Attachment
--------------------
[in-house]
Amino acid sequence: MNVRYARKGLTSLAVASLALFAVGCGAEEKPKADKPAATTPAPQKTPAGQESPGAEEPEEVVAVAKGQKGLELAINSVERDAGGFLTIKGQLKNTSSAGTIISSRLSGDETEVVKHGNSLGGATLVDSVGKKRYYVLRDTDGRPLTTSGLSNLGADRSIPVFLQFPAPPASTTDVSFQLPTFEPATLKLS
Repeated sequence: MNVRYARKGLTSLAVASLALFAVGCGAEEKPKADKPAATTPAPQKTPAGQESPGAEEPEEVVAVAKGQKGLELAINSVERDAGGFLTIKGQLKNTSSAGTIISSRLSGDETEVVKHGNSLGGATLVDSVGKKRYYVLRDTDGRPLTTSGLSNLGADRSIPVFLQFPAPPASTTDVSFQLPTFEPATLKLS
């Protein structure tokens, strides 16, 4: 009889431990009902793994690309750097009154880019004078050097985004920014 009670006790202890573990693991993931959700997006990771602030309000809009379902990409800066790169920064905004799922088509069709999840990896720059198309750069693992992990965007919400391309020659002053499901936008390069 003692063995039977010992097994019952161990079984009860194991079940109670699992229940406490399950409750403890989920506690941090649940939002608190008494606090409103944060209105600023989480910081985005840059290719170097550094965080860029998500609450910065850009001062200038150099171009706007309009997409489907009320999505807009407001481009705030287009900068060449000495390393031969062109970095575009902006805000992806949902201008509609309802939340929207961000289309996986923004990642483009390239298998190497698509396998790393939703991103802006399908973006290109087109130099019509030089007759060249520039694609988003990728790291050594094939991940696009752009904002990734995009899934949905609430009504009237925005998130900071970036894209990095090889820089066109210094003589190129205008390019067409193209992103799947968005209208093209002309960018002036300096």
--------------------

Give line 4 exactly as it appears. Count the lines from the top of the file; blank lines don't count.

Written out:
């Protein structure tokens, strides 16, 4: 009889431990009902793994690309750097009154880019004078050097985004920014 009670006790202890573990693991993931959700997006990771602030309000809009379902990409800066790169920064905004799922088509069709999840990896720059198309750069693992992990965007919400391309020659002053499901936008390069 003692063995039977010992097994019952161990079984009860194991079940109670699992229940406490399950409750403890989920506690941090649940939002608190008494606090409103944060209105600023989480910081985005840059290719170097550094965080860029998500609450910065850009001062200038150099171009706007309009997409489907009320999505807009407001481009705030287009900068060449000495390393031969062109970095575009902006805000992806949902201008509609309802939340929207961000289309996986923004990642483009390239298998190497698509396998790393939703991103802006399908973006290109087109130099019509030089007759060249520039694609988003990728790291050594094939991940696009752009904002990734995009899934949905609430009504009237925005998130900071970036894209990095090889820089066109210094003589190129205008390019067409193209992103799947968005209208093209002309960018002036300096």